My in-laws expect me to clean their house and get angry when I refuse. How do I make them stop?
- You shouldn't have to put up with being bullied by your in-laws, and there are ways to respectfully tell them their behavior isn't OK.
- Start with speaking to your partner so you're on the same page about how to proceed.
- Then let your in-laws know that if they continue to bully you into getting their way, there will be consequences.
- When it comes to constant judgmental comments, protect your mental health by saying "I guess we just disagree" and moving on from the conversation.
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Since I married my husband about a year ago, my mother-in-law uses every chance she gets to disrespect me.
She'll interrogate me when she doesn't agree with something I did and make rude comments until she gets her way. For the last few months, she's also been demanding I clean her house and offered to pay me to do so.
Usually, my husband and I talk privately about these issues and work through them, but it's become increasingly difficult to stand my ground when it comes to my mother-in-law.
I keep telling her I won't clean her home and explained I don't even clean my own mother's apartment.
My mother-in-law is 84, but she's not ill or bed-ridden. She wakes up, makes coffee, sweeps, mops, and cooks. Then she spends her day talking on the phone, watching television, smoking cigarettes, and constantly finding excuses for my husband to visit her with false needs or illnesses.
My husband already drives several times a week to a different county to run errands with both of my in-laws: grocery shopping, bank, haircuts, taking them to the casinos or whatever choice of entertainment they choose. In addition to this, once a month my husband and I dedicate the entire day to them from early morning to late evening.
My sister-in-law lives with my in-laws and is 40, but she's never asked to do favors for her parents and comes and goes as pleases without a care in the world.
Is there any way out of this situation?
Navigating relationships with your in-laws can be tricky, especially when they feel entitled to your time and hard work.
And you're right: Your mother-in-law shouldn't expect you to clean her home or act in a way she finds permissible.
It's great that you and your husband already have an open dialogue about his parents. You should consider leaning on him for even more support.
Based on what you've told me, it seems you and your husband are enabling your in-laws' behaviors, and it's made them a bit too dependent on you. That doesn't mean you should never talk to them again, but there's a way to strike a balance that's better for you.
If you haven't already, explain to your husband how all these demands from your in-laws have been making you feel. Are you physically or emotionally exhausted? Do you feel used and unappreciated?
How to talk to your husband about the situation
Once you pinpoint those emotions, you should express them to your husband and let him know you need help, says Rachel Wright, a therapist in New York City.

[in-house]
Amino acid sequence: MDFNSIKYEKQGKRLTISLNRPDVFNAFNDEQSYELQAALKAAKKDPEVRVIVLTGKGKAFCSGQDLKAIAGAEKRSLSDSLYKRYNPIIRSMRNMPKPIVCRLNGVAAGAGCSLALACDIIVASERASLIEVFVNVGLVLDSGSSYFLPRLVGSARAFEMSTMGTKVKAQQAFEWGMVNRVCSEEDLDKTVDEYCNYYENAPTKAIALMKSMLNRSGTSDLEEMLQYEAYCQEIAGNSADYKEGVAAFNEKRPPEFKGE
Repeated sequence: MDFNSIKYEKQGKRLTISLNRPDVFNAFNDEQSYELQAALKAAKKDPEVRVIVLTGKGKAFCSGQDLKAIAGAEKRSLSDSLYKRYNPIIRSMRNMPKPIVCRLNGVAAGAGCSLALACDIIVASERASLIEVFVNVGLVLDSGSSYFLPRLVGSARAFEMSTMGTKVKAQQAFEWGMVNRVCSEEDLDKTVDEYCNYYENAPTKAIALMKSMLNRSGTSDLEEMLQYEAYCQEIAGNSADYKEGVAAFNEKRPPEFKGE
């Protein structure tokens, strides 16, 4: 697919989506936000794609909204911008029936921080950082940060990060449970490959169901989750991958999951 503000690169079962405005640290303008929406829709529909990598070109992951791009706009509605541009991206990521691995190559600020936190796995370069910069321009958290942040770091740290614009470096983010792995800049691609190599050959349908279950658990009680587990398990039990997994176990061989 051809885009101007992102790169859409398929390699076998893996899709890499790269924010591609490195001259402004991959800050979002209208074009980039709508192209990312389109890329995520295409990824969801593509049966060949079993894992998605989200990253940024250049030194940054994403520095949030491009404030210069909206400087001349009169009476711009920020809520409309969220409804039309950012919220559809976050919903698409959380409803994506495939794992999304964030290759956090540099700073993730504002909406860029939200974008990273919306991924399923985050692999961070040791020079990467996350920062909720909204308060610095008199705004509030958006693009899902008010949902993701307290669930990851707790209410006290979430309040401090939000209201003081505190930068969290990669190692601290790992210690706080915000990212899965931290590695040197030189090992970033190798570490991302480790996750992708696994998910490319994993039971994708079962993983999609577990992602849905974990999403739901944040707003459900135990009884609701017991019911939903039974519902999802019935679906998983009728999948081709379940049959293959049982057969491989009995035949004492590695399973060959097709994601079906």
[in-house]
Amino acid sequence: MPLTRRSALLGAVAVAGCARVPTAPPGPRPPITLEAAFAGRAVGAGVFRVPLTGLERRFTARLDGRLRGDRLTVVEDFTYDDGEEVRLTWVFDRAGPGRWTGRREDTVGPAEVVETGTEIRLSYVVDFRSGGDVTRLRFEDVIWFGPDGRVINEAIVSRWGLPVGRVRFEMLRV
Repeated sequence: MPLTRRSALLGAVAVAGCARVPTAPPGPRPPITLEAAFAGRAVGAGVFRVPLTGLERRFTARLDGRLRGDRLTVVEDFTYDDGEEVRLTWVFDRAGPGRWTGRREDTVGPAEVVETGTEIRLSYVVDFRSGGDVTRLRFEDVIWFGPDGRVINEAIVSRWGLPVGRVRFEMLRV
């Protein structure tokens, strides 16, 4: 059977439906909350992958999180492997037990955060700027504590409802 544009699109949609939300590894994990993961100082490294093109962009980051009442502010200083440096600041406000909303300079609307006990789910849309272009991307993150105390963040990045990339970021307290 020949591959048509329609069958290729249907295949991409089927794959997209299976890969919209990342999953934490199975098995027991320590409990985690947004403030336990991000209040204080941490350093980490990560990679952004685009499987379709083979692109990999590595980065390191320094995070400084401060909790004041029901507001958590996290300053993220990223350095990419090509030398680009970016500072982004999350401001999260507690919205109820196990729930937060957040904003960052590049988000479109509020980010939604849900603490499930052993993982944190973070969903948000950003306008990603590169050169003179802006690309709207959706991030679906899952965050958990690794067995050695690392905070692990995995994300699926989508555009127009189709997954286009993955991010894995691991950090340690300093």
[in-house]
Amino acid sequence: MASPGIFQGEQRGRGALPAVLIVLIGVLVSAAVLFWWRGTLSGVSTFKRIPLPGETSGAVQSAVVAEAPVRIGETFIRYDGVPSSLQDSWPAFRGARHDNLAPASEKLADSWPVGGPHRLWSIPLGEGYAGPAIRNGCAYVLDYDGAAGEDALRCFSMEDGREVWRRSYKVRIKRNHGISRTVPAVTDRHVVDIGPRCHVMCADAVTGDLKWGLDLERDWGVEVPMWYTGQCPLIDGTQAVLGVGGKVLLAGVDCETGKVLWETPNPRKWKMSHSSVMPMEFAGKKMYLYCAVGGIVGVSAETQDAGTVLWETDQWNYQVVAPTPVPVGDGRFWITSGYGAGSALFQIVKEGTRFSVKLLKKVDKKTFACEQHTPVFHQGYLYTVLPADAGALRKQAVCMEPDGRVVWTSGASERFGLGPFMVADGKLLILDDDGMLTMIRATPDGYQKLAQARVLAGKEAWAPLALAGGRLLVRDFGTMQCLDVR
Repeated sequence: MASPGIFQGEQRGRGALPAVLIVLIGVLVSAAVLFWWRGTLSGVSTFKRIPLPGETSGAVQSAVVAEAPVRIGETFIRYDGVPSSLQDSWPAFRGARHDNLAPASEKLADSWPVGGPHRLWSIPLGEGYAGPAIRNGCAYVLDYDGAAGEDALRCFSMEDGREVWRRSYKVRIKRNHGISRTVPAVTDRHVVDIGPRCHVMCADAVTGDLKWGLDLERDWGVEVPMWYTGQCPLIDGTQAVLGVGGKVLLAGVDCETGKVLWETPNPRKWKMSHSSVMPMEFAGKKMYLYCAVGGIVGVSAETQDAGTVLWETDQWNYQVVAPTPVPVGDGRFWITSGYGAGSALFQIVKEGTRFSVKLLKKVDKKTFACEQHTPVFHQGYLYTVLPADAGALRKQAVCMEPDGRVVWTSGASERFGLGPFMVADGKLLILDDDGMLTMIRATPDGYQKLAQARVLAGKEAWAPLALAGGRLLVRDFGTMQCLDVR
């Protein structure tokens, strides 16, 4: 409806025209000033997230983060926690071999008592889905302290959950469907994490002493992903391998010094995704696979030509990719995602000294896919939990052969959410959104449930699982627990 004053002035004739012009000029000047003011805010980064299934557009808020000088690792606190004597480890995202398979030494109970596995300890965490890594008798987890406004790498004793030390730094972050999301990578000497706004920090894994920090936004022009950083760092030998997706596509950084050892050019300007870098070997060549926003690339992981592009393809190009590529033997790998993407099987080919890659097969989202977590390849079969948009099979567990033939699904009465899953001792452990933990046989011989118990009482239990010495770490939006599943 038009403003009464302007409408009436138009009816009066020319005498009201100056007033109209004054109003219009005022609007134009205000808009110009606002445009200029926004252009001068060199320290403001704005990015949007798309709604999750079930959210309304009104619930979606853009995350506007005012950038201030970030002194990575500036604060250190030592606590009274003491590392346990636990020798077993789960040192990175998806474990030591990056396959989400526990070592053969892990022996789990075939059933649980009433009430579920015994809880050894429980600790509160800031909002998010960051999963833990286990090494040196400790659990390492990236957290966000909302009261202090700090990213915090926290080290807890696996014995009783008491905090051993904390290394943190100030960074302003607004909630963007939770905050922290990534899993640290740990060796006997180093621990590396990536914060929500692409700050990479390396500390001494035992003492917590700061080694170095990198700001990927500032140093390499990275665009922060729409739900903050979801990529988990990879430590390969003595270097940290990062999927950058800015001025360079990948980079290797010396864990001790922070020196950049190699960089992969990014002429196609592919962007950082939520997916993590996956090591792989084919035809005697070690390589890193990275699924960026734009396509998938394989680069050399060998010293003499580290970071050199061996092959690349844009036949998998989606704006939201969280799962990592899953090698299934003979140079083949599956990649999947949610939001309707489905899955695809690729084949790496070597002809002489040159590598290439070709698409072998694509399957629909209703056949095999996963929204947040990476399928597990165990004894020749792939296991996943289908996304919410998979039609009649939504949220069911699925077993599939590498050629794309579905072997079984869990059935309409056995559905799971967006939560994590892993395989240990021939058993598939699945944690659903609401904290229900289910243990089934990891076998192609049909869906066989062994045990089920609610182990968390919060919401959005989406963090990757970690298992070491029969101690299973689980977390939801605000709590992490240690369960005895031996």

Wright says you could say something like "I want to create a situation that's good for the entire family, but the current situation isn't that. Can we talk about alternatives?"
While you talk, figure out which of your mother-in-law's words and actions need to be addressed first and come up with a plan that you and your husband agree on. You should pick and choose carefully here, as it's not worth your time and energy to nitpick every misstep your mother-in-law has made.
But figuring out how to set boundaries for those times when she tries to bully you can keep her behavior in check.
How to set boundaries
As Shanta Jackson, a therapist in Philadelphia, previously told me, setting boundaries sends the message that you don't condone disrespectful behavior.
If, for example, your mother-in-law continues to badger you about cleaning her home, you could say, "When you command me to clean your house instead of asking, it makes me feel bullied and used. If you'd like my help, can you ask me first to see if I'm available?"
This way, she'll know to frame her request as a question, not a demand. It also gives you the opportunity to deny the request.
If she can't respect your boundary, you can let her know what the consequences — which you and your husband should decide beforehand — will be. For example, you and your husband could say you'll spend less time with her if she continues to boss you around.
As for her pesky remarks and judgments about your choices, those are best left ignored or responded to with a quick "I guess we just see things differently."
Sometimes the high road is what we need to protect our mental health, and there's nothing wrong with that.
As Insider's resident sex and relationships reporter, Julia Naftulin is here to answer all your questions about dating, love, and doing it — no question is too weird or taboo. Julia regularly consults a panel of health experts including relationship therapists, gynecologists, and urologists to get science-backed answers to your burning questions, with a personal twist.
Have a question? Fill out this anonymous form. All questions will be published anonymously.
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